“It’s an outlet for Muslims who can’t express themselves in the masjid or don’t feel comfortable there,” said Muntasir Sayeedi, who’s co-director of the New York City location. “You don’t hear many masajid (mosques) talking about burnout. The masjid will always remain sacred as the house of Allah, but those running the masjid can end up pushing people away from the faith. We want to redefine what a spiritual space is.”
“New York City has a really large Muslim community. It’s really that there are pockets of communities throughout the city,” his co-director Arva Anees said. “With Faith we want to bring these different pockets of Muslims with different backgrounds, cultures and lifestyles together in one space to learn from each other. … I hope it can function as a place where Muslims can learn how to treat one other.”
In each location, Faith’s programming is centered on spiritual growth and religious learning, but also focuses on creating community bonds. The first hour of each event is reserved for tea and socializing, and each session ends with an open Q&A with its spiritual facilitator. In the middle is a session on “relevant spirituality,” Hassan said, “all in English, with no jargon or technical terms, just giving everyone access to Quran and tafsir.”
While most institutes in London require students to have an intensive knowledge of Arabic previously, Faith’s programming has no such requirements. In its first-ever modular course on tafsir — dedicated to dissecting the Quranic chapter Surah Maryam, named after Jesus’ mother, Mary, as a nod to the mostly female audience — about half of the attendees said it was their first time in any sort of tafsir class.
“For the first time we’ve opened up those doors of learning to everyone,” Hassan said. Seats fill up quickly at most programs they host, with between 80 and 120 attendees on average, and organizers regularly field last-minute requests for entry until minutes before events begin.
Over the next few months, organizers plan to turn their new permanent space in East London into a community hub with a book club, women’s only events, programs for teens, events for mothers and their children, and short taraweeh prayers with reflections in English during Ramadan.
Organizers say Faith is particularly aimed at offering a nonjudgmental and welcoming environment for those who may feel uncomfortable at their local mosque: converts who are still learning to navigate Islamic rituals, people who require English-language programs, people with tattoos and piercings, men without beards, women who don’t wear hijab, and any Muslim who feels unrepresented.
Faith’s tagline, quoted in countless social media posts alongside emojis of brown-skinned prayer hands, drives the message home: “Come as you are, to faith as it is.”
In that way, Hassan said, he hopes to build young British Muslims a bridge back to traditional Islamic spaces.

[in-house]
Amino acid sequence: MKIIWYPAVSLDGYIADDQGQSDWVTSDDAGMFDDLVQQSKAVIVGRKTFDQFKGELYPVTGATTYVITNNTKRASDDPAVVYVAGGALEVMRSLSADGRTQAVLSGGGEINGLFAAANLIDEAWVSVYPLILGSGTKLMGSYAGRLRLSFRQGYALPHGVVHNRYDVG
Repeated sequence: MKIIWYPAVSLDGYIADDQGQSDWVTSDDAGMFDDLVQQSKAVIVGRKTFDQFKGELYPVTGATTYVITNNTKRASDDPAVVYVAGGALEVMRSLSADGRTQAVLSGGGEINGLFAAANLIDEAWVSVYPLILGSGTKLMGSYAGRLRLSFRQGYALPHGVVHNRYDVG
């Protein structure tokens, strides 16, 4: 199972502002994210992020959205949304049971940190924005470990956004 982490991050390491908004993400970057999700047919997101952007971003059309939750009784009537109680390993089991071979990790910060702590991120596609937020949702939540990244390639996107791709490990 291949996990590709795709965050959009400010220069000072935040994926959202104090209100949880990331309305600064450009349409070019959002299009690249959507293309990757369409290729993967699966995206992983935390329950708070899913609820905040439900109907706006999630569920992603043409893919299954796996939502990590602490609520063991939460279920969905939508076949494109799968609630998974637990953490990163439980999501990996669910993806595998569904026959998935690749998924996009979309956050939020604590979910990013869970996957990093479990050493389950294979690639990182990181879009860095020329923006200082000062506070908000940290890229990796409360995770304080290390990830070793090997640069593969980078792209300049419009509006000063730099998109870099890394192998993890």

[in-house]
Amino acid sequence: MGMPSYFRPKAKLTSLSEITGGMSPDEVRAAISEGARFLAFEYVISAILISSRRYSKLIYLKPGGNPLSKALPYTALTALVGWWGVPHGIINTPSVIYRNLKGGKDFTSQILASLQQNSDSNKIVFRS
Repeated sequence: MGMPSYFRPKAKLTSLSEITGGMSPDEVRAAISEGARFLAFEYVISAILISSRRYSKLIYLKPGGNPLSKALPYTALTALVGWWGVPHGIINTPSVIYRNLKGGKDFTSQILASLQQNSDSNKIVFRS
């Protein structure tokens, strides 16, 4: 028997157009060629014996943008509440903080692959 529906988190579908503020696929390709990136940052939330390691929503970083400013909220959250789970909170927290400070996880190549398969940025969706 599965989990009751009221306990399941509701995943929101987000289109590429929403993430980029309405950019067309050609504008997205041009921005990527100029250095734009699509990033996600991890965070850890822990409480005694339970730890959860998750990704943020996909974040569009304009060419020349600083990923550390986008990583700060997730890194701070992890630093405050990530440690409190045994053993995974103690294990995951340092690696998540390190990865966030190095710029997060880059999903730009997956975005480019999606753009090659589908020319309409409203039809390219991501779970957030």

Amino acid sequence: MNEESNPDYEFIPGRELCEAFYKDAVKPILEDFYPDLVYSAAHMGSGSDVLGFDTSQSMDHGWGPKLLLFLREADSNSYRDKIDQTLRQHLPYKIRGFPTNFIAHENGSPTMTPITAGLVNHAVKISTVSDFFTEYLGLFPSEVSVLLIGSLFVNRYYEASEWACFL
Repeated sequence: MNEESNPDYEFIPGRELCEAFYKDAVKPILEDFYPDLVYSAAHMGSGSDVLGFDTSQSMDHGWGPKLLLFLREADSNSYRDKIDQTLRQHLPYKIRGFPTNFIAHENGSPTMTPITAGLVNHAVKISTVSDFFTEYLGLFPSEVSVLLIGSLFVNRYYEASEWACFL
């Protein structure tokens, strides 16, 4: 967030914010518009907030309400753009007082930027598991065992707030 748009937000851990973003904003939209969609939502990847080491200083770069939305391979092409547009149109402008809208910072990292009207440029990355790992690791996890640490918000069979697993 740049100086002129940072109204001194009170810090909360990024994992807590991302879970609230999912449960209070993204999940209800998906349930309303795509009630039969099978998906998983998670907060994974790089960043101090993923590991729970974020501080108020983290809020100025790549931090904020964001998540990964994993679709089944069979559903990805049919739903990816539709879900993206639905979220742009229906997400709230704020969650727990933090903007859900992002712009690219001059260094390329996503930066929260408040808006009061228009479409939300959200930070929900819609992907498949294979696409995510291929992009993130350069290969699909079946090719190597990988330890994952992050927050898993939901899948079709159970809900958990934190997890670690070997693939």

“We hope we can connect with the masajid that are already out there, and start gently pushing people toward the mosque,” he said. “Because obviously there’s a disconnect, and we want to bridge that gap. We want to get people to a level where they’re comfortable going to a mosque and continue coming to us.”
Indeed, a welcome but unintended consequence of Faith’s model has been providing a community of young Muslim women with a rare space to socialize, engage in religious learning and ask a trained imam their questions directly, with no barrier between them.
At every Faith event, women comprise a sweeping majority of the attendees. To accommodate them, Faith is bringing on a female spiritual adviser in the next few months and has set up walking groups to make attendees feel more comfortable making their way back to the train station when events end at night.
“Most of the Islamic spaces here in the U.K. are quite traditional and conservative, and there’s not a lot of space for women,” said Ayesha Khanom, a primary school teacher who was studying Arabic under Hassan before he launched the space and is one of about 50 volunteers for Faith. “But in Islam, it doesn’t matter who you are, or what your background is, there’s space for you. So in Faith, there’s also space for you.”
That has left some Muslims who believe in strict separation of the genders uncomfortable.
“Some people come to the space, they literally walk in, look around, see that there’s no barrier between men and women and they walk straight out,” Noor noted. “We see this regularly.”
Separation of the genders happens at Faith events, but it occurs organically, with men typically filling in one row and women claiming the rest. There are no physical barriers in place, and women are encouraged to participate fully and ask questions. Most of Faith’s crew of volunteers are women, too.
In fact, Ayesha Khanom said, it was volunteering with Faith that put her on the road back to connecting with Islam after years of feeling distant.
“Faith is becoming a place where people can start their journey to finding Islam again,” she explained. “We don’t want to be an endpoint for anybody.”